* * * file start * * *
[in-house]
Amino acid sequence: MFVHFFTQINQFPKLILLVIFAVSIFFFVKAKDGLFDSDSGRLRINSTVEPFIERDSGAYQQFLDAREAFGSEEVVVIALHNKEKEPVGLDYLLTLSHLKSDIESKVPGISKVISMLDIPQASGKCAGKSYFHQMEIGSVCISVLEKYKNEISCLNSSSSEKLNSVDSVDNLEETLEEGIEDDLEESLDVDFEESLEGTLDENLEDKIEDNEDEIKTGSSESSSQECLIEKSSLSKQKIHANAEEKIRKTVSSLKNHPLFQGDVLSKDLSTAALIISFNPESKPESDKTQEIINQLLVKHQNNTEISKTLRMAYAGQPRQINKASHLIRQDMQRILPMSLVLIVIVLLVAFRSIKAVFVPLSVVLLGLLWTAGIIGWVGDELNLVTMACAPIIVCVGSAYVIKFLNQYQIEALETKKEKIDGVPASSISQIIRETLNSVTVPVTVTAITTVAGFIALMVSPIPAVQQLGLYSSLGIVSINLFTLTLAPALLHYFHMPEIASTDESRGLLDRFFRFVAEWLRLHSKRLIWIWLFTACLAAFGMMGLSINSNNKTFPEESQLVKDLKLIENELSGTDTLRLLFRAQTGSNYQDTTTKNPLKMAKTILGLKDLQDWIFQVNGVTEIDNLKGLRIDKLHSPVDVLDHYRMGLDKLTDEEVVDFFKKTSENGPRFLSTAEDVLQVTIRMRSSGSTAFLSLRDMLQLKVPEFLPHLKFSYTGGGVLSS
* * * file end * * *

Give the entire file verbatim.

[in-house]
Amino acid sequence: MFVHFFTQINQFPKLILLVIFAVSIFFFVKAKDGLFDSDSGRLRINSTVEPFIERDSGAYQQFLDAREAFGSEEVVVIALHNKEKEPVGLDYLLTLSHLKSDIESKVPGISKVISMLDIPQASGKCAGKSYFHQMEIGSVCISVLEKYKNEISCLNSSSSEKLNSVDSVDNLEETLEEGIEDDLEESLDVDFEESLEGTLDENLEDKIEDNEDEIKTGSSESSSQECLIEKSSLSKQKIHANAEEKIRKTVSSLKNHPLFQGDVLSKDLSTAALIISFNPESKPESDKTQEIINQLLVKHQNNTEISKTLRMAYAGQPRQINKASHLIRQDMQRILPMSLVLIVIVLLVAFRSIKAVFVPLSVVLLGLLWTAGIIGWVGDELNLVTMACAPIIVCVGSAYVIKFLNQYQIEALETKKEKIDGVPASSISQIIRETLNSVTVPVTVTAITTVAGFIALMVSPIPAVQQLGLYSSLGIVSINLFTLTLAPALLHYFHMPEIASTDESRGLLDRFFRFVAEWLRLHSKRLIWIWLFTACLAAFGMMGLSINSNNKTFPEESQLVKDLKLIENELSGTDTLRLLFRAQTGSNYQDTTTKNPLKMAKTILGLKDLQDWIFQVNGVTEIDNLKGLRIDKLHSPVDVLDHYRMGLDKLTDEEVVDFFKKTSENGPRFLSTAEDVLQVTIRMRSSGSTAFLSLRDMLQLKVPEFLPHLKFSYTGGGVLSS